It’s no secret, write Banerjee and Duflo (co-authors: Poor Economics: A Radical Rethinking of the Way To Fight Global Poverty, 2011), that “we seem to have fallen on hard times.” Immigration, trade, inequality, and taxation problems present themselves daily, and they seem to be intractable. Economics can be put to use in figuring out these big-issue questions. Data can be adduced, for example, to answer the question of whether immigration tends to suppress wages. The answer: “There is no evidence low-skilled migration to rich countries drives wage and employment down for the natives.” In fact, it opens up opportunities for those natives by freeing them to look for better work. The problem becomes thornier when it comes to the matter of free trade; as the authors observe, “left-behind people live in left-behind places,” which explains why regional poverty descended on Appalachia when so many manufacturing jobs left for China in the age of globalism, leaving behind not just left-behind people but also people ripe for exploitation by nationalist politicians. The authors add, interestingly, that the same thing occurred in parts of Germany, Spain, and Norway that fell victim to the “China shock.” In what they call a “slightly technical aside,” they build a case for addressing trade issues not with trade wars but with consumption taxes: “It makes no sense to ask agricultural workers to lose their jobs just so steelworkers can keep theirs, which is what tariffs accomplish.” Policymakers might want to consider such counsel, especially when it is coupled with the observation that free trade benefits workers in poor countries but punishes workers in rich ones.

Occasionally wonky but overall a good case for how the dismal science can make the world less—well, dismal.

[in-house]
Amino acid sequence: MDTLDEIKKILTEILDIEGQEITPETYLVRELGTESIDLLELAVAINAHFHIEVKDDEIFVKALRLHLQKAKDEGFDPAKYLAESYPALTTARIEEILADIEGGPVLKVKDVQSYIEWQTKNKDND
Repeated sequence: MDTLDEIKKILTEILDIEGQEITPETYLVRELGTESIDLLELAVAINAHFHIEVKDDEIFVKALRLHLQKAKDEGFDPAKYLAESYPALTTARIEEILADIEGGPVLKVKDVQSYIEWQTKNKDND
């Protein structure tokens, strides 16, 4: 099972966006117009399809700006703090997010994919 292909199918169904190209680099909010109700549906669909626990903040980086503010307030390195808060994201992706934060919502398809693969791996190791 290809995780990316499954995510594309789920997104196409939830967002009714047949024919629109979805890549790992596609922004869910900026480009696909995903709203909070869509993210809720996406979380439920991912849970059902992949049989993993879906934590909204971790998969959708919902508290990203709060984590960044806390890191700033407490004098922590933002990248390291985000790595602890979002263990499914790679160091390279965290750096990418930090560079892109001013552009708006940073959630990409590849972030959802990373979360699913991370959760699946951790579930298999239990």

Pub Date: Nov. 12, 2019

ISBN: 978-1-61039-950-0

Page Count: 432

Publisher: PublicAffairs

Review Posted Online: Aug. 29, 2019

Kirkus Reviews Issue: Sept. 15, 2019

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Not an easy read but an essential one.

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HOW TO BE AN ANTIRACIST

Title notwithstanding, this latest from the National Book Award–winning author is no guidebook to getting woke.

In fact, the word “woke” appears nowhere within its pages. Rather, it is a combination memoir and extension of Atlantic columnist Kendi’s towering Stamped From the Beginning (2016) that leads readers through a taxonomy of racist thought to anti-racist action. Never wavering from the thesis introduced in his previous book, that “racism is a powerful collection of racist policies that lead to racial inequity and are substantiated by racist ideas,” the author posits a seemingly simple binary: “Antiracism is a powerful collection of antiracist policies that lead to racial equity and are substantiated by antiracist ideas.” The author, founding director of American University’s Antiracist Research and Policy Center, chronicles how he grew from a childhood steeped in black liberation Christianity to his doctoral studies, identifying and dispelling the layers of racist thought under which he had operated. “Internalized racism,” he writes, “is the real Black on Black Crime.” Kendi methodically examines racism through numerous lenses: power, biology, ethnicity, body, culture, and so forth, all the way to the intersectional constructs of gender racism and queer racism (the only section of the book that feels rushed). Each chapter examines one facet of racism, the authorial camera alternately zooming in on an episode from Kendi’s life that exemplifies it—e.g., as a teen, he wore light-colored contact lenses, wanting “to be Black but…not…to look Black”—and then panning to the history that informs it (the antebellum hierarchy that valued light skin over dark). The author then reframes those received ideas with inexorable logic: “Either racist policy or Black inferiority explains why White people are wealthier, healthier, and more powerful than Black people today.” If Kendi is justifiably hard on America, he’s just as hard on himself. When he began college, “anti-Black racist ideas covered my freshman eyes like my orange contacts.” This unsparing honesty helps readers, both white and people of color, navigate this difficult intellectual territory.

Not an easy read but an essential one.

Pub Date: Aug. 13, 2019

ISBN: 978-0-525-50928-8

Page Count: 320

Publisher: One World/Random House

Review Posted Online: April 28, 2019

Kirkus Reviews Issue: May 15, 2019